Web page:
Run a mile – top tips from Steve Cram
Whether a complete novice or seasoned runner, the challenge of how best to run a mile is a good one. Luckily, of course the legendary Steve Cram is someone who knows what it takes to run a great one.
Cram is a former world record holder for the mile distance and still holds the European record of 3:46.32.[pullquote]Usain Bolt spends years just doing starts and drills and people are like: ‘That’s not really training is it?’ It is.[/pullquote]
He is part of Britain’s rich history of running the mile ever since Sir Roger Bannister flew around Iffey Road running track in under four minutes for the first time in 1954.
“The first thing is not to be frightened of being ambitious about that,” he said. “Most people take it easy and say, ‘okay, I’m an 8 minute miler for 10k and so I’m happy if I run a 7 and a half minute miler, that’s quite fast for me’.
“In reality, I think that you should be able to run 15-20% quicker for one mile than you run for 6 miles (10km). If you run 8 minute miles for a 10k, you should be able to be doing a 6-minute mile as your best effort. But to do that, the first thing is be ambitious and plan it.”
Steve Cram’s top tips on how to run a mile…
Pick your target
Get a target that’s going to stretch you based on what your normal running pace is, but be ambitious with that target.
Vary your training
You need to vary your training. It’s not simply a case of run a mile every night as hard as you can and you’ll get better. It doesn’t work like that. Break it down into its components:
– Speed endurance
– Speed – it’s the speed that most people don’t have.
Speed is just purely running fast. Practice it – most people don’t know how to do it.
Usain Bolt spends years just doing starts and drills and 20 yards/30 yards and people are like: ‘That’s not really training is it.’ It is. He learnt to run fast because running fast is different. When you run 6-minute mile pace, it’s different to doing 8-minute a mile – it’s a different action.
You need to introduce that into interval training where you’re doing repetition and recovery so you’re doing 10x a minute, 10x 30 seconds, 10 x 45 secs that sort of thing. You should be doing it at your race pace – at your projected pace. So if you want to do a 6-minute mile its 90 seconds a lap. So you should be trying to do 1 min reps at that pace. 200m reps where you’re running 45 seconds. Your training needs to reflect that.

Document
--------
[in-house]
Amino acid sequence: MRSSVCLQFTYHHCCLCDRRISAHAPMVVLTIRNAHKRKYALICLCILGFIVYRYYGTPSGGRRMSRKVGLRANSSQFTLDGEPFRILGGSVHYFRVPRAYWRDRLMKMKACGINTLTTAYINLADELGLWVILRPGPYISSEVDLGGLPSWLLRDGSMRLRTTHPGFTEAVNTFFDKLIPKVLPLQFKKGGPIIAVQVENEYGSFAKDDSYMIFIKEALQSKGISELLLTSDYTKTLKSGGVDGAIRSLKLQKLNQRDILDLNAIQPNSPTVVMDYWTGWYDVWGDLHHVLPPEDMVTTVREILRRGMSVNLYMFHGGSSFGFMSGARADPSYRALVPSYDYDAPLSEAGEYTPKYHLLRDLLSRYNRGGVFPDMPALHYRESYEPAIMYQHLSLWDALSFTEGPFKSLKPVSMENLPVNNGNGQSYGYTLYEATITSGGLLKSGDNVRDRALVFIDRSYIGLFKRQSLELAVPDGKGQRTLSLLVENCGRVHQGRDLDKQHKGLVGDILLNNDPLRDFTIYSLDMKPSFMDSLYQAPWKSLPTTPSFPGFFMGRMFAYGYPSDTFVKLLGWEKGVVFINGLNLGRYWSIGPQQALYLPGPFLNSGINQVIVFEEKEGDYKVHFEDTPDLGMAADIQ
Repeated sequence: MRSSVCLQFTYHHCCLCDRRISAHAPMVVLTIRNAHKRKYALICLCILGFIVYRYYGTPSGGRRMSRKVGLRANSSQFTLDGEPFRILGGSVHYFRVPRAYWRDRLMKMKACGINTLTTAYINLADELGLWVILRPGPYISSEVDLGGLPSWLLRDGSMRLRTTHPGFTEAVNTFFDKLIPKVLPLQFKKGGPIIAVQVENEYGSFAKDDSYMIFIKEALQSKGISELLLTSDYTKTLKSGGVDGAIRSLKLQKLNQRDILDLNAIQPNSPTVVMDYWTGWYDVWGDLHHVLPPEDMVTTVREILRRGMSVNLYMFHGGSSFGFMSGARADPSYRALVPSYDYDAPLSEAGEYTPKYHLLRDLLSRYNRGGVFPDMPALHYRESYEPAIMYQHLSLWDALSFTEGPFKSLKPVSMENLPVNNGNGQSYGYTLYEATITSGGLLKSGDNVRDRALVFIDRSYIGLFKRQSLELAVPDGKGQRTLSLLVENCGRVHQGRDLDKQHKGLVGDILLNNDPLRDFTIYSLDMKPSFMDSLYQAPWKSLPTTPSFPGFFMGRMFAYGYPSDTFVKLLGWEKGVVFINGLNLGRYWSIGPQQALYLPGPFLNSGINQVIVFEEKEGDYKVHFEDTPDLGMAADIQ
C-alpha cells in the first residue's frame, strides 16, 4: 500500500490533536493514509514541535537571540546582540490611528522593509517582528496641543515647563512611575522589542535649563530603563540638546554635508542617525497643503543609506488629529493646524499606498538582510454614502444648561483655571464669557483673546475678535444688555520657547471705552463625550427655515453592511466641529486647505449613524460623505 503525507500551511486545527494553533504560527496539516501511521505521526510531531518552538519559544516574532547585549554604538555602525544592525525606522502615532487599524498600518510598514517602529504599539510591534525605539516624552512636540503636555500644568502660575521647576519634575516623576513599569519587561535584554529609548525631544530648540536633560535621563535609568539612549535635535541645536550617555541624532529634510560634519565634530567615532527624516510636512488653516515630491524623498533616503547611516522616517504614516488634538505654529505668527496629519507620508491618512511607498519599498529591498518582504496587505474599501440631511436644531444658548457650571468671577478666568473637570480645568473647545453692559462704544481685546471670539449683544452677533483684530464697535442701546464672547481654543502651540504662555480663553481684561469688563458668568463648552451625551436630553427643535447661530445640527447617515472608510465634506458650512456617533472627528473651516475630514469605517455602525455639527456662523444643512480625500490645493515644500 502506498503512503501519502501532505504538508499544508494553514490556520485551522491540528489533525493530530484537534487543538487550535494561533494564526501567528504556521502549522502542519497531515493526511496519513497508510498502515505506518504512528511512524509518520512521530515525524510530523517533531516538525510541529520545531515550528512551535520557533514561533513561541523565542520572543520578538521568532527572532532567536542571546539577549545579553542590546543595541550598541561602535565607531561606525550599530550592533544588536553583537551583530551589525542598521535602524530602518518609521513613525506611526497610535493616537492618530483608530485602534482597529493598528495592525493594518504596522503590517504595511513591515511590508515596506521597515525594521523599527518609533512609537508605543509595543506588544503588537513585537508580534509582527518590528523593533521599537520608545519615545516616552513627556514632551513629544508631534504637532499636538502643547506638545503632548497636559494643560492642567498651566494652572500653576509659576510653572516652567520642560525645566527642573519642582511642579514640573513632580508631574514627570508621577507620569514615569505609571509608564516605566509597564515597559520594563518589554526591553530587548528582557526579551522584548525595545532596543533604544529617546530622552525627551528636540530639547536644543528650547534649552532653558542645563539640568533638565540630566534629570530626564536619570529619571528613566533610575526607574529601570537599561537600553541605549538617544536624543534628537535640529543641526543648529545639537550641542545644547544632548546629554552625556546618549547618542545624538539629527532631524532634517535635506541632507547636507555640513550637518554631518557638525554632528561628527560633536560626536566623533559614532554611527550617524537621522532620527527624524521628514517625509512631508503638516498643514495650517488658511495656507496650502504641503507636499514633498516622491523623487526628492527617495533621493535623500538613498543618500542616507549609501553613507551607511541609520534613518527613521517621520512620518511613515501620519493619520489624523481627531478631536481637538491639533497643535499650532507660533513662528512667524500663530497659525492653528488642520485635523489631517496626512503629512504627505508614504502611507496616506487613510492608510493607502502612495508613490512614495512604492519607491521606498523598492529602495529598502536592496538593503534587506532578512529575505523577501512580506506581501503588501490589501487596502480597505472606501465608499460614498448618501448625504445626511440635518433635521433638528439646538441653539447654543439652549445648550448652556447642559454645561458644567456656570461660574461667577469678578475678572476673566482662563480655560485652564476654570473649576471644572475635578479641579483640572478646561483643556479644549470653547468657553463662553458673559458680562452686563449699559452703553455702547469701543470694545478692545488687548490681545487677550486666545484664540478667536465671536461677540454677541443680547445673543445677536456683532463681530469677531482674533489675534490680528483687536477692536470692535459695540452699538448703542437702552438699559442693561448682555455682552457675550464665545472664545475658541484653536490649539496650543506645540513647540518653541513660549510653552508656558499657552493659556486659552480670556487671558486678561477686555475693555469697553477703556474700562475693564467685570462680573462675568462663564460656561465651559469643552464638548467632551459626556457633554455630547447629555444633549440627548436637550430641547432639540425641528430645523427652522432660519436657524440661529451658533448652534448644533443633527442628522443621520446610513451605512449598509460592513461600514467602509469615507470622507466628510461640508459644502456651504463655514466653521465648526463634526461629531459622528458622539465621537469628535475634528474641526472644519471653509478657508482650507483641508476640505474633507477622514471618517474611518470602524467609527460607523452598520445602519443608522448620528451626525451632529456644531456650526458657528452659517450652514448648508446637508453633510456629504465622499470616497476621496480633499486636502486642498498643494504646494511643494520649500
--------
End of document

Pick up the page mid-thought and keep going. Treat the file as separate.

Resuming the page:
Stretch and strengthen
I think the third thing is to be conscious that if you’re going to change some of your running action/speed works/bigger endurance, think about stretching and strengthening, so non-running activities as well. It’s not just about saying you have to go to the gym, but start doing plyometrics and stretching. You’re going to start using your quads and your hamstrings and being on your toes much more than you would do in your normal running. You need to train your body for this – you don’t want to get injured.
Race Day – be brave and break it down
Plan getting to halfway so that you’re kind of reasonably relaxed. The focus then has to come on the third lap – don’t wait until the last lap. What most people do is they lose it on the third lap, holding back for lap four. They start getting a bit tired at that point so they slow down and get out of the rhythm because they still think I’ve got quite a long way to go still.
It’s the third lap when you win or lose it, so focus. That’s a psychological thing. Focus on the third lap, not the last lap, the third lap, because on that last lap you’ll always find something a bit extra.
The mile race distance has become somewhat overlooked in recent times, so Wiggle, the sports retailer, have teamed up with Strava, the social network for athletes, in a bid to get runners of all levels to run their best mile in June.
As part of the collaboration there are over 100 pairs of running shoes, provided by Wiggle, up for grabs. Any runner who uploads a run at least one mile in distance and tags #MyMile in their activity title on Strava has the chance to win for themselves and up to 10 of their Strava followers.
The initiative will run until June 30.